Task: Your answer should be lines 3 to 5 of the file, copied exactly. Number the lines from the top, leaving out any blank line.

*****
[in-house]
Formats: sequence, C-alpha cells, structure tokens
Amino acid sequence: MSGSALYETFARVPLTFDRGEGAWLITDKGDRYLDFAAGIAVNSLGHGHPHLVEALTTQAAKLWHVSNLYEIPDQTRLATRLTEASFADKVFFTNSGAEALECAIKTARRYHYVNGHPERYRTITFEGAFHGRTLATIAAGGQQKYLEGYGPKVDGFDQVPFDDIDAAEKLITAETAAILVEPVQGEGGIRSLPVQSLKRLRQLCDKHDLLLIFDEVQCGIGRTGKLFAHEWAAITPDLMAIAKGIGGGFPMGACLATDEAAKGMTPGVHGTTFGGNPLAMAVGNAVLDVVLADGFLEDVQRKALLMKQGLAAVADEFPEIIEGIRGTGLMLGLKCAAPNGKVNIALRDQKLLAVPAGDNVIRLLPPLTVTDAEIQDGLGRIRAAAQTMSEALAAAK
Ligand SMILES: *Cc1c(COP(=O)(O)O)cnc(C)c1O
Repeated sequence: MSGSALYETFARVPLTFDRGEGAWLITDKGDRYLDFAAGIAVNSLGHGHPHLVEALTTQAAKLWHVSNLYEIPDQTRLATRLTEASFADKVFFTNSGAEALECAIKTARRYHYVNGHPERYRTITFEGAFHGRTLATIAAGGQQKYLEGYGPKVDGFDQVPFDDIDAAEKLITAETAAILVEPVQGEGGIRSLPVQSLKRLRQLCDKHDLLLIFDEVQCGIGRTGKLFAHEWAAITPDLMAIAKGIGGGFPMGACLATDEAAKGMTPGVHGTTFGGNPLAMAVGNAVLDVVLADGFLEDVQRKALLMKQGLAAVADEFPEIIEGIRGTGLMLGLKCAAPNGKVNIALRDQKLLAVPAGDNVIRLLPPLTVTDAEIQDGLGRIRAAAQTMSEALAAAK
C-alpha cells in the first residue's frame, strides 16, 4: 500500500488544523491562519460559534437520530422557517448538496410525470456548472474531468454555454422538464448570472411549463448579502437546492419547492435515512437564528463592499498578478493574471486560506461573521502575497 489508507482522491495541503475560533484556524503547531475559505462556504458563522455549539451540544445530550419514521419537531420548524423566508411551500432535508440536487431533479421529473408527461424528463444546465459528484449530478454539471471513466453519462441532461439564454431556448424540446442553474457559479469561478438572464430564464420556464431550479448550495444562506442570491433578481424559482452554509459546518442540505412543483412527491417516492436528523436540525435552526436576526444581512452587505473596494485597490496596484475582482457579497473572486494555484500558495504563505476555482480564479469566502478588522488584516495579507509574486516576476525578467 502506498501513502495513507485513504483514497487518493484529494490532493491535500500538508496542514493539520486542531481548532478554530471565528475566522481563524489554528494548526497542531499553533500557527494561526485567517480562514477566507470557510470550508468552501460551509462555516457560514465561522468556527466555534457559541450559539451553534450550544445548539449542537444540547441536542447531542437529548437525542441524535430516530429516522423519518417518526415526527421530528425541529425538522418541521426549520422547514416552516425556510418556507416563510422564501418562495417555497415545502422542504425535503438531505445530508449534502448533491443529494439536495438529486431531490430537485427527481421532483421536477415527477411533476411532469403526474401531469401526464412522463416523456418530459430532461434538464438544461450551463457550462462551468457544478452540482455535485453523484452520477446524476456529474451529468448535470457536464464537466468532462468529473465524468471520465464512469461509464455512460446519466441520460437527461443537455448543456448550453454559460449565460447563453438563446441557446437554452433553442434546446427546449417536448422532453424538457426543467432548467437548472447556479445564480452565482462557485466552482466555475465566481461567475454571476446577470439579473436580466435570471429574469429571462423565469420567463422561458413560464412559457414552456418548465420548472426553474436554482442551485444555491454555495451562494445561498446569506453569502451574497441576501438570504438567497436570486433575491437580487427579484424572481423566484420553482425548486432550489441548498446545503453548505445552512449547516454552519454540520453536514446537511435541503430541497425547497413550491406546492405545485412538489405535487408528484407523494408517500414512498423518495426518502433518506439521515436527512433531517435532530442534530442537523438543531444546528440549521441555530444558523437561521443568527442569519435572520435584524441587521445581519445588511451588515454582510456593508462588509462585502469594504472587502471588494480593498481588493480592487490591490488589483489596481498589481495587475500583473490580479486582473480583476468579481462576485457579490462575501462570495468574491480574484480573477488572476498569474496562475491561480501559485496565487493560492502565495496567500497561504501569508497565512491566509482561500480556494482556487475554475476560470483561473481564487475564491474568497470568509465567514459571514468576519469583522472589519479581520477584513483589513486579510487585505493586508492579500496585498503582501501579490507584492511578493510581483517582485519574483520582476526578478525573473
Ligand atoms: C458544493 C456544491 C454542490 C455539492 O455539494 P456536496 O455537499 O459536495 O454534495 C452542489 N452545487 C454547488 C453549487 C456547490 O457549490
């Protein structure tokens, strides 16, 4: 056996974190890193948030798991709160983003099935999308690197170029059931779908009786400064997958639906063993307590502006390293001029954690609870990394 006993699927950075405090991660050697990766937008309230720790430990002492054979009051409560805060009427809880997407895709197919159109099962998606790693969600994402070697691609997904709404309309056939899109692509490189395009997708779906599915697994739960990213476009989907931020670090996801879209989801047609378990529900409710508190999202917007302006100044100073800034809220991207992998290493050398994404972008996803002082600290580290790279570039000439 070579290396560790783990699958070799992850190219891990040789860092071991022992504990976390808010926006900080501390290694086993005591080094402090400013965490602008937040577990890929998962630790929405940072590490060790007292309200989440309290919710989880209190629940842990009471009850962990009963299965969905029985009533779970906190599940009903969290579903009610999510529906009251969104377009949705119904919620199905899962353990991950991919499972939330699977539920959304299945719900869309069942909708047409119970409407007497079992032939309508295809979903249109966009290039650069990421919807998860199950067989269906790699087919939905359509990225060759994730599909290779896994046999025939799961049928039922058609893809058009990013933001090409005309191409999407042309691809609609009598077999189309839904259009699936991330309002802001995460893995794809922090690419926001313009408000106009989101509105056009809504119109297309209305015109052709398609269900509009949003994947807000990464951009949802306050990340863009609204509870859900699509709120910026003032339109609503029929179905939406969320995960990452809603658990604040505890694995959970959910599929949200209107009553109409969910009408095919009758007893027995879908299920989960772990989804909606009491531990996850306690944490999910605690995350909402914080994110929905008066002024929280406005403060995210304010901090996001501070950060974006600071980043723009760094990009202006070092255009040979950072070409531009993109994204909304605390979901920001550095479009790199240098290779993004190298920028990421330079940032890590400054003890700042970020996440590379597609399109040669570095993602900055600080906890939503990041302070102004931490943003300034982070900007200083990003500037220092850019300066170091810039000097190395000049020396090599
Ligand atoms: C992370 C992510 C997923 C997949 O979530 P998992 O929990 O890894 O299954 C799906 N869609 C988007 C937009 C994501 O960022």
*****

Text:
Amino acid sequence: MSGSALYETFARVPLTFDRGEGAWLITDKGDRYLDFAAGIAVNSLGHGHPHLVEALTTQAAKLWHVSNLYEIPDQTRLATRLTEASFADKVFFTNSGAEALECAIKTARRYHYVNGHPERYRTITFEGAFHGRTLATIAAGGQQKYLEGYGPKVDGFDQVPFDDIDAAEKLITAETAAILVEPVQGEGGIRSLPVQSLKRLRQLCDKHDLLLIFDEVQCGIGRTGKLFAHEWAAITPDLMAIAKGIGGGFPMGACLATDEAAKGMTPGVHGTTFGGNPLAMAVGNAVLDVVLADGFLEDVQRKALLMKQGLAAVADEFPEIIEGIRGTGLMLGLKCAAPNGKVNIALRDQKLLAVPAGDNVIRLLPPLTVTDAEIQDGLGRIRAAAQTMSEALAAAK
Ligand SMILES: *Cc1c(COP(=O)(O)O)cnc(C)c1O
Repeated sequence: MSGSALYETFARVPLTFDRGEGAWLITDKGDRYLDFAAGIAVNSLGHGHPHLVEALTTQAAKLWHVSNLYEIPDQTRLATRLTEASFADKVFFTNSGAEALECAIKTARRYHYVNGHPERYRTITFEGAFHGRTLATIAAGGQQKYLEGYGPKVDGFDQVPFDDIDAAEKLITAETAAILVEPVQGEGGIRSLPVQSLKRLRQLCDKHDLLLIFDEVQCGIGRTGKLFAHEWAAITPDLMAIAKGIGGGFPMGACLATDEAAKGMTPGVHGTTFGGNPLAMAVGNAVLDVVLADGFLEDVQRKALLMKQGLAAVADEFPEIIEGIRGTGLMLGLKCAAPNGKVNIALRDQKLLAVPAGDNVIRLLPPLTVTDAEIQDGLGRIRAAAQTMSEALAAAK